Wet and getting wetter

We’re pretty much OK here, but the prospects over Louisiana aren’t quite as good. Via Jeff Master’s blog at Weather Underground

A dangerous storm surge event underway
Isaac is bringing large and dangerous storm surge to the coast from Central Louisiana to the Panhandle of Florida. At 10 pm EDT, here were some of the storm surge values being recorded at NOAA tide gauges:

6.2′ Waveland, MS
9.9′ Shell Beach, LA
3.0′ Pensacola, FL
4.4′ Pascagoula, MS
3.4′ Mobile, AL

The 9.9′ storm surge at Shell Beach, which is in Lake Borgne 20 miles southeast of New Orleans, exceeds the 9.5′ surge recorded there during Category 2 Hurricane Gustav of 2008. Research scientists running a Doppler on Wheels radar located on top of the 16′ levees in Plaquemines Parish near Port Sulphur, LA, reported at 8:30 pm EDT that a storm surge of 14′ moved up the Mississippi River, and was just 2′ below the levees. Waves on top of the surge were cresting over the west side of the levee. Needless to say, they were very nervous. Over the past hour, the surge has retreated some, and waves were no longer lapping over the top of the levee. This is probably due to the fact that we’re headed towards low tide. A storm surge of 9.5′ has moved up the Mississippi River to the Carrrollton gauge in New Orleans. This is not a concern for the levees in New Orleans, since the storm surge has now brought the river up to 2.5′ above its normal water level, which was 7′ low due to the 2012 U.S. drought. The highest rise of the water above ground level will occur Wednesday morning over much of Southeast Louisiana, Mississippi, Alabama, and the western Florida Panhandle, when the tide comes back in. It is clear now that this storm surge event will be as dangerous as that of Category 2 Hurricane Gustav of 2008. One piece of good news: NWS New Orleans successfully launched their 00Z balloon. However, their discussion noted the atmosphere is “saturated or nearly saturated” all the way up to 470mb, or 20,000 feet. Precipitable water was 2.76 inches, which will be ripe for extremely heavy rainfall.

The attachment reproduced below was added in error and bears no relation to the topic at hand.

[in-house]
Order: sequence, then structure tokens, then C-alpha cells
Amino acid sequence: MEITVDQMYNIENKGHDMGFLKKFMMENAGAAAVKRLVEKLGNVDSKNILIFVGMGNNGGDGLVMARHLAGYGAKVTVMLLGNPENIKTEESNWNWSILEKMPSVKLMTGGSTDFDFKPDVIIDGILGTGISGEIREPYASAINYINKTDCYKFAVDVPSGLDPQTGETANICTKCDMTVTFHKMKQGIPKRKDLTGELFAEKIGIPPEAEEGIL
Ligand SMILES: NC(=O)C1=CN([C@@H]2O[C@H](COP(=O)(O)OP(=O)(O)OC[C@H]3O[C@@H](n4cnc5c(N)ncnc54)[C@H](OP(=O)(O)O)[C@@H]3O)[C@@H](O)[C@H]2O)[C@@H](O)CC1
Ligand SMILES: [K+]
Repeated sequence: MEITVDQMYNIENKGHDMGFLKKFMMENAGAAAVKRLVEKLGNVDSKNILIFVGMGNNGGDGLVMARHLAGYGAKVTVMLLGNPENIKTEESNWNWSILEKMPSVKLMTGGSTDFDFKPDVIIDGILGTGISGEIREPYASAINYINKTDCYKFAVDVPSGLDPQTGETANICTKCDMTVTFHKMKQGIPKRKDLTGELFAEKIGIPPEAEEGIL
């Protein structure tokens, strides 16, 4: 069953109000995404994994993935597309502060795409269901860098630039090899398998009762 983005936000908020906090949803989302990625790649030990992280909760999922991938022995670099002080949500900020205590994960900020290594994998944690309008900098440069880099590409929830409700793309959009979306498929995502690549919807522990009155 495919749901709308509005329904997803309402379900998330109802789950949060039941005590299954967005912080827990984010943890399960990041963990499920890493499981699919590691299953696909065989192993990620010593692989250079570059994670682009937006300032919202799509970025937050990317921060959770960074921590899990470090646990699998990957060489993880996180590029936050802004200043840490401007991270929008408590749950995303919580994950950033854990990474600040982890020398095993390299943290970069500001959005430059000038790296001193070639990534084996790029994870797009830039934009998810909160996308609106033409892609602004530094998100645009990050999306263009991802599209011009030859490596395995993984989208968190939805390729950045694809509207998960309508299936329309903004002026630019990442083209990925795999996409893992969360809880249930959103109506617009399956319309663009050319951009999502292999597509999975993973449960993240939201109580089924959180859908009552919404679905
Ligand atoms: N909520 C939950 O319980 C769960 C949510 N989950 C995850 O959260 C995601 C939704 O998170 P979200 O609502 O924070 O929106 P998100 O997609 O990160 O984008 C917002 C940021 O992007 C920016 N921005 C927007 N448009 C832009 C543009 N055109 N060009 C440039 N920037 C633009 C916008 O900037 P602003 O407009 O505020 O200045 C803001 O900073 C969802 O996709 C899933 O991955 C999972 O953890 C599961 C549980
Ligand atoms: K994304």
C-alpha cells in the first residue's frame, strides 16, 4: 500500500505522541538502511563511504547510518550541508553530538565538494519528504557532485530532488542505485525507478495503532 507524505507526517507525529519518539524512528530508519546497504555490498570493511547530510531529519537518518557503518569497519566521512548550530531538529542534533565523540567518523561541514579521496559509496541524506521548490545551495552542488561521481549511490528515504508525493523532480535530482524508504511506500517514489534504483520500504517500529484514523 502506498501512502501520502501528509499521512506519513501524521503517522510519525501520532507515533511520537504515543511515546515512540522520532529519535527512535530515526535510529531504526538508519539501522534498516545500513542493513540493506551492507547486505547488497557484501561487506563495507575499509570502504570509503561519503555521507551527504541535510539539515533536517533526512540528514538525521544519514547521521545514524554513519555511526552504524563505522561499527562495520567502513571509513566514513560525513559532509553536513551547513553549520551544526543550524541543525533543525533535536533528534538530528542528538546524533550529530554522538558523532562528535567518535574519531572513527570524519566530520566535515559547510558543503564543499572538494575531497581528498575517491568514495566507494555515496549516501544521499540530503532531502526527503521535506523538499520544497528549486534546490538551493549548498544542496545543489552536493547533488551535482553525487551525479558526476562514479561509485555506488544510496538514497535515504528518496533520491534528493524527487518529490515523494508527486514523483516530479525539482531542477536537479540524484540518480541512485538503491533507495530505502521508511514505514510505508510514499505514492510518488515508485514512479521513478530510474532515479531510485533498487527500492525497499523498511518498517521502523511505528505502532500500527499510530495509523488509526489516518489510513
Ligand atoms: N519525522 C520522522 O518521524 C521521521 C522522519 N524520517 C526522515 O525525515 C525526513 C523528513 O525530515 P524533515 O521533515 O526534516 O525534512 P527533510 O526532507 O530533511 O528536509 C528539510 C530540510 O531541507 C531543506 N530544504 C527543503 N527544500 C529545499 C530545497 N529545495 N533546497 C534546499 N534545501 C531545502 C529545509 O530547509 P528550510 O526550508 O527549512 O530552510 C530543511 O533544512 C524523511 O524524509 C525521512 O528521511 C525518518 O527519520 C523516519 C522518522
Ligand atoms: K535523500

Izzy’s liable to sit and pump water into southern Louisiana for a good long while- prayers for the folks there might be in order.